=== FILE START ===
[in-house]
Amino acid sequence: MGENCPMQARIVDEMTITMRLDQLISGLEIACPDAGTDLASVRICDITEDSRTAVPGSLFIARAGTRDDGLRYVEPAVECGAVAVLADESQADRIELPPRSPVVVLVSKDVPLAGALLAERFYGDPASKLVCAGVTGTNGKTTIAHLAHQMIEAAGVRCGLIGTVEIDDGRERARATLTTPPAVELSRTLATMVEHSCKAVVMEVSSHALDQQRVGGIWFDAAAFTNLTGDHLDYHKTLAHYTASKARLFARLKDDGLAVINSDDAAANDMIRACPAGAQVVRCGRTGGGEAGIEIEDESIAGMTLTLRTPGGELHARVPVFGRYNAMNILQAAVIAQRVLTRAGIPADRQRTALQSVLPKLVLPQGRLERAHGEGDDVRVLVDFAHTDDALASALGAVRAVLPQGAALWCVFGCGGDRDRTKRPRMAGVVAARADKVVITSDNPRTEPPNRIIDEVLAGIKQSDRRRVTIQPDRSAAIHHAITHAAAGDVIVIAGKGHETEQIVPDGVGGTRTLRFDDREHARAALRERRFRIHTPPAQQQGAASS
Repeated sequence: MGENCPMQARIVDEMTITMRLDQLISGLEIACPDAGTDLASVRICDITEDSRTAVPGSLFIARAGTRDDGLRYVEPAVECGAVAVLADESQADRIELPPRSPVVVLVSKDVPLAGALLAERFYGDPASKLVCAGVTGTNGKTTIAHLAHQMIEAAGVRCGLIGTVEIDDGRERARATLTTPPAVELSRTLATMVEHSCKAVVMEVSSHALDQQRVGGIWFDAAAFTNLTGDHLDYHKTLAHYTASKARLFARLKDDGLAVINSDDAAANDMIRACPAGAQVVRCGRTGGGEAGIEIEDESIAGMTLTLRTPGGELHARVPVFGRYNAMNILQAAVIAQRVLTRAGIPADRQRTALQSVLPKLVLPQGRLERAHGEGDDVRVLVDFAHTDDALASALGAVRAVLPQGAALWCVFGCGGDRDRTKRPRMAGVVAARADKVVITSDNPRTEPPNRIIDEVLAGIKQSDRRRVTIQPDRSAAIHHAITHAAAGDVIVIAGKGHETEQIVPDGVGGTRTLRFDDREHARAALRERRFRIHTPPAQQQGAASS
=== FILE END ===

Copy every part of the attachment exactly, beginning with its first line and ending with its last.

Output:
[in-house]
Amino acid sequence: MGENCPMQARIVDEMTITMRLDQLISGLEIACPDAGTDLASVRICDITEDSRTAVPGSLFIARAGTRDDGLRYVEPAVECGAVAVLADESQADRIELPPRSPVVVLVSKDVPLAGALLAERFYGDPASKLVCAGVTGTNGKTTIAHLAHQMIEAAGVRCGLIGTVEIDDGRERARATLTTPPAVELSRTLATMVEHSCKAVVMEVSSHALDQQRVGGIWFDAAAFTNLTGDHLDYHKTLAHYTASKARLFARLKDDGLAVINSDDAAANDMIRACPAGAQVVRCGRTGGGEAGIEIEDESIAGMTLTLRTPGGELHARVPVFGRYNAMNILQAAVIAQRVLTRAGIPADRQRTALQSVLPKLVLPQGRLERAHGEGDDVRVLVDFAHTDDALASALGAVRAVLPQGAALWCVFGCGGDRDRTKRPRMAGVVAARADKVVITSDNPRTEPPNRIIDEVLAGIKQSDRRRVTIQPDRSAAIHHAITHAAAGDVIVIAGKGHETEQIVPDGVGGTRTLRFDDREHARAALRERRFRIHTPPAQQQGAASS
Repeated sequence: MGENCPMQARIVDEMTITMRLDQLISGLEIACPDAGTDLASVRICDITEDSRTAVPGSLFIARAGTRDDGLRYVEPAVECGAVAVLADESQADRIELPPRSPVVVLVSKDVPLAGALLAERFYGDPASKLVCAGVTGTNGKTTIAHLAHQMIEAAGVRCGLIGTVEIDDGRERARATLTTPPAVELSRTLATMVEHSCKAVVMEVSSHALDQQRVGGIWFDAAAFTNLTGDHLDYHKTLAHYTASKARLFARLKDDGLAVINSDDAAANDMIRACPAGAQVVRCGRTGGGEAGIEIEDESIAGMTLTLRTPGGELHARVPVFGRYNAMNILQAAVIAQRVLTRAGIPADRQRTALQSVLPKLVLPQGRLERAHGEGDDVRVLVDFAHTDDALASALGAVRAVLPQGAALWCVFGCGGDRDRTKRPRMAGVVAARADKVVITSDNPRTEPPNRIIDEVLAGIKQSDRRRVTIQPDRSAAIHHAITHAAAGDVIVIAGKGHETEQIVPDGVGGTRTLRFDDREHARAALRERRFRIHTPPAQQQGAASS